Animals, including humans, are hard-wired to seek out instant gratification. Evolutionarily, things that give us short bursts of pleasure have tended to increase our chances for survival, but in the modern world, those things aren't always healthy for us. Still, we seek out instant gratification because we're naturally inclined to do so, and now major brands are looking for ways to give it to consumers.
The Problem With Online Enterprises
Amazon, eBay, Etsy, and countless other online-exclusive major brands have built profitable international empires by offering commerce services to anyone with an Internet connection. But until recently, they've lagged behind physical stores in the area of instant gratification. When you go to a store to buy something, let's say a new table, you can feel it in your hands when you walk out of the store, know you're only moments away from setting it up on the drive back, and start enjoying the table later that night. This is instant gratification at work--online stores can give you confirmation pages, and possibly an email update, but they can't replicate the instant feeling of physical touch and knowledge of soon-to-be-enjoyment.
For years, online brands have tried to replicate this feeling through digital means, by offering fast follow-up emails and live updating order tracking, but now, thanks to advances in technology, they'll be able to give you something closer to the gratification of a physical store.
Amazon was the first to introduce touch-based order buttons, called the Amazon Dash Button, which helps Amazon Prime members quickly order items they're likely to need regularly. For example, for a small price, you can purchase a physical button to attach to your washer; when you run out of your favorite laundry detergent, you can push the button and automatically order more.
There are a few potential problems with this system, such as accidental ordering and vulnerability to manipulation, but it offers users something physical and tangible when placing their orders. Ordering products ceases to be an online activity and goes back to being an in-person, instantly gratifying one (even if the background process happens to be online). Don't be surprised if you see more brands offering something similar in the near future.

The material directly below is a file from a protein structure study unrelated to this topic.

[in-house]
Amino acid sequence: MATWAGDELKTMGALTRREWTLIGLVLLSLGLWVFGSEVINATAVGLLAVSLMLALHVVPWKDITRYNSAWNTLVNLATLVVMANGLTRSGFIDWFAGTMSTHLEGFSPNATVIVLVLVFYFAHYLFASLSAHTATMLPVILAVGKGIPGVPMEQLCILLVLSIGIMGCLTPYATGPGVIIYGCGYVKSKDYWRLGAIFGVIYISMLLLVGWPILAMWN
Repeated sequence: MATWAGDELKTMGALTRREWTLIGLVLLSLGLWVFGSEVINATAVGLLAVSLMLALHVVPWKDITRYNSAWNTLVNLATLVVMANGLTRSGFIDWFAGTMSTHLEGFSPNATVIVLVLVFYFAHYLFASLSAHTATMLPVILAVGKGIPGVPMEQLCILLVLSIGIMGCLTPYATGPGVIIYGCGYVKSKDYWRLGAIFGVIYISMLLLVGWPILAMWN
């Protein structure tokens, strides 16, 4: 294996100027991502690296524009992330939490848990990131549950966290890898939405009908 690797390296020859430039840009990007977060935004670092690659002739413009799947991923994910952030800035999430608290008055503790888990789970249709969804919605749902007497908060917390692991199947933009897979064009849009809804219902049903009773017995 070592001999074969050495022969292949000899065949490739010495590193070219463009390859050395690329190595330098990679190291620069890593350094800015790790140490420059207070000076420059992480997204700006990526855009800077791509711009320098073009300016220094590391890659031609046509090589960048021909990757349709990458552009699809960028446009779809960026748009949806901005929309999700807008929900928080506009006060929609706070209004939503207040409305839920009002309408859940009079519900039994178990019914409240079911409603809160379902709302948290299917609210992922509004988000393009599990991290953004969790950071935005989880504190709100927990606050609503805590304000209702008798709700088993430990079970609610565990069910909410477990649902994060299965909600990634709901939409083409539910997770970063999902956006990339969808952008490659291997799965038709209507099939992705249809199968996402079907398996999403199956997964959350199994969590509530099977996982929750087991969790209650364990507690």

Touch-based buttons are nice, but they don't give you the products themselves instantly. That's what same-day delivery is for. Amazon has been trying for years to expand its existing same-day delivery service, which is currently available for over a million items (as long as you live in one of a few select cities). To expand operations would require a technical leap forward, such as the introduction of drone-based delivery units. But because drones (and emerging technologies in general) face innumerable legal hurdles before they can be used en masse and human-based deliveries tend to get expensive without sufficient demand, there hasn't been much progress in this area as of late.
WunWun, a startup catering to instant gratification directly, faced a similar dilemma earlier this year. Operating in New York and San Francisco, WunWun was an app powered by human deliverers that promised the ability to deliver products (and sometimes, services) within an hour (or a few hours for longer requests). Unfortunately, the costs grew too prohibitive for the company to scale effectively, and has since been gobbled up by digital assistant app Hello Alfred. Other companies, like Task Rabbit, have similarly used a human element to convey instant gratification to users.
Functioning as a kind of blend between mechanical touch buttons and human deliverers, digital assistants could potentially offer their own kind of instant gratification. Apps like Siri and Cortana specialize in finding information on your behalf in a digital interface, but new systems like the aforementioned Hello Alfred and upcoming Facebook M promise to place orders and accomplish other tasks on your behalf. Getting a human-like confirmation that your request is being taken care of somehow feels more gratifying than an automatically generated order confirmation screen, though it still doesn't overcome the hurdle of getting products in your hands faster -- at least not by itself.
The technical and legal hurdles preventing major corporations from pursuing some of these options are only temporary -- technical obstacles can always be overcome with new innovations, and legal hurdles tend to diminish as society gradually accepts new mores. What isn't temporary is the human need for instant gratification. Over the next several years, expect online brands to scramble to be the first to offer a truly instantly gratifying customer experience with every order.